May 24, 2011

The Other Side of the Coin: Anti-Alcohol Campaigns

I know I promised a post on Saturday, but... like I said, bad month. The Curator will resume posting on his usual 2-3 times/week schedule after the holiday. But I wanted to make sure I got up at least one post this week. 

This one will be a little different. it's a look at three campaigns dedicated to getting people to drink less.  Since I am (not shockingly) opposed to some of the neo-Prohibitionist antics of Mothers Against Drunk Driving and other groups of their ilk, I have mixed feelings about them, but I am also very much against drunk driving and excessive drinking (who isn't?) and, more importantly, the design is interesting. All three came to my attention via Trendhunter.com

First, let's look at the least subtle campaign, by MADD and the Montreal-based firm Über: 


Like I said, no points for subtlety. This is mostly what you see if you tune into anti-alcohol campaigns: lots of fear, oriented around a pun that is equal parts smugness and superiority. I have not seen numbers to suggest this works at all, and frankly I'm not surprised. Talking down to one's audience is rarely an effective way of doing anything, let alone changing behavior. Particularly stupid is the strategy; no one decides to drive drunk because he thinks it's safe (and, as we can see from these ads, clearly only men drive drunk). He drives drunk because he does not believe he is drunk. So a fear-based ad campaign positioned above the person and before the event seems very unlikely to make a difference. The photography is only okay.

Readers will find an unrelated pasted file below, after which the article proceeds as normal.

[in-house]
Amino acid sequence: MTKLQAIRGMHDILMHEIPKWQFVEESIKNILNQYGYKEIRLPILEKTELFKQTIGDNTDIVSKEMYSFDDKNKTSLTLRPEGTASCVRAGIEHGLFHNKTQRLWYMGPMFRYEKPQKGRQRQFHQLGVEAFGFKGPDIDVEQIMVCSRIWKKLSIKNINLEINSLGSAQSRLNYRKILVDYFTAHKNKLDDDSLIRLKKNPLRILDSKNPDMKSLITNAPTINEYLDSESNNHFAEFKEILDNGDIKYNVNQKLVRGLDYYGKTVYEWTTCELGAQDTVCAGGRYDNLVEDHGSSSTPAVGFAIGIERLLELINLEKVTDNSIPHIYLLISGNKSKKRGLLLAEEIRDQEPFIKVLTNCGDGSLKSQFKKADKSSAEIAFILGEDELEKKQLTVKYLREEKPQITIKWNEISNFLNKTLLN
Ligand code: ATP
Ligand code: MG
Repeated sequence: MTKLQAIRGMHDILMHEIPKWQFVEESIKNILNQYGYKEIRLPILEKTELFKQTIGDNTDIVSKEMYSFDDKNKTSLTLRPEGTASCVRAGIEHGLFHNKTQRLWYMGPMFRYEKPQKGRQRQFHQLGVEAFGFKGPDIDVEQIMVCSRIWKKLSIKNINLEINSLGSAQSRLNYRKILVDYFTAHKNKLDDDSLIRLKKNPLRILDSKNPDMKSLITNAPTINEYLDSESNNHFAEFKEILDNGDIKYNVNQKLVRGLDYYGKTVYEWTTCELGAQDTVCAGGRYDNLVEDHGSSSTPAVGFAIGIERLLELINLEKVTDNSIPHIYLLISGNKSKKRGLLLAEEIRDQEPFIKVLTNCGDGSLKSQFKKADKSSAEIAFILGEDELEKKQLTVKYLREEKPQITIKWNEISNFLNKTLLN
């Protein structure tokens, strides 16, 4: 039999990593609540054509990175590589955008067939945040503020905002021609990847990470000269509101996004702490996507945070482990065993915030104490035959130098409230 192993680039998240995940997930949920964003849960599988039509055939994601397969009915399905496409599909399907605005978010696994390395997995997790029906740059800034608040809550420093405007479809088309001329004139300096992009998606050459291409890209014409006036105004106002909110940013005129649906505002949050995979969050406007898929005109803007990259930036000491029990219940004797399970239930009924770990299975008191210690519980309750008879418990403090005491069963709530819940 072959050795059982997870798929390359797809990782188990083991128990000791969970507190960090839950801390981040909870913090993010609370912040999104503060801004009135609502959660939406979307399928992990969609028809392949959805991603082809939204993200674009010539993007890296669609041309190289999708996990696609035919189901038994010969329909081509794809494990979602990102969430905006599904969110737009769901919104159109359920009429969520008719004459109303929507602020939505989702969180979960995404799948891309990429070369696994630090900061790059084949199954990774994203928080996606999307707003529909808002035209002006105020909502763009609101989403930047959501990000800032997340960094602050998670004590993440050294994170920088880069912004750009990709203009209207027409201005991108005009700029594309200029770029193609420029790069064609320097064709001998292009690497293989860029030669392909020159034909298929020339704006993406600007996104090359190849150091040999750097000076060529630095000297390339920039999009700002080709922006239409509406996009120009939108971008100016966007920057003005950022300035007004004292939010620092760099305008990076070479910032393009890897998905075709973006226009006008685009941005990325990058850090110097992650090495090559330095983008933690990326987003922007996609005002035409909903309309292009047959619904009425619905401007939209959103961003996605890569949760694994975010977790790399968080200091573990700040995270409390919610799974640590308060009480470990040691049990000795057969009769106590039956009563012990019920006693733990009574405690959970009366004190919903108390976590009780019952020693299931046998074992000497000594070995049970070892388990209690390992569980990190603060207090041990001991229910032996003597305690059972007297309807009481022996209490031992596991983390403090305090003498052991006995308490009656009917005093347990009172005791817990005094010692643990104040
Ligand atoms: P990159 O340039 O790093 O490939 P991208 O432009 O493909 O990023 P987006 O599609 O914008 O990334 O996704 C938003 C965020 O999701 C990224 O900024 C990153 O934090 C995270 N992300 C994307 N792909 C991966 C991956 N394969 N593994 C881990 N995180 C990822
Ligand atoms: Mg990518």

With that as a baseline, let's look at a Corona campaign that, "Instead of focusing on the physical, it focuses on the emotional as stated in their slogan, ‘Drink responsibly. Or you’ll regret what you said last night.’"


From TrendHunter:
This phrase is cleverly illustrated by three regretful statements involving confessions of ballet lessons, love life slips and awkward work moments. The Corona Beer 2011 ad campaign was created by JWT in Madrid, Spain. It was art directed by Juan García-Escudero and copy written by Jaime Chávarri. Unfortunately, the talented photographer behind the Corona Beer 2011 ad campaign is currently unknown.
This has a little more cleverness and a lot more design prowess. The images are well-constructed and designed, with the idea of us dragging around the dumb things we've said when we had too many. And that feeling is so close to universal that I suspect this might actually affect more people than the MADD campaign above. All of us are familiar with the feeling of having said something we regret, and most of us are familiar with having alcohol involved in that feeling. If these ads were placed correctly (on coasters, say, or in the restroom at the bar) I could easily see someone seeing it, thinking, and deciding to have one or two fewer beers. I don't think it would do anything to a person who is already en route to getting bombed, but it could possibly make a social drinker have three beers instead of four. Again, though, only men do this.

Okay, onto the weirdest of the campaigns, from the Akzia Student Journal and M&C Saatchi, which uses a fear of gender identity to make its point:



As TrendHunter tells us:

...This publication has put out the message that consuming overindulgent quantities of booze can meddle with your hormones and more. One of the print ads features a man, posing nude as if in a prepartum portrait with a pregnant stomach. To elaborate on the idea pictured, text beneath the photo reads that “Excessive consumption of beer affects masculinity and leads to belly growth, enlarged lacteal glands and decreased potency.” Furthermore, a butch-looking woman is featured on the second print, reading that “Excessive consumption of beer affects feminity. It leads to an increase in facial hair and body odor because of an increase in male hormones.”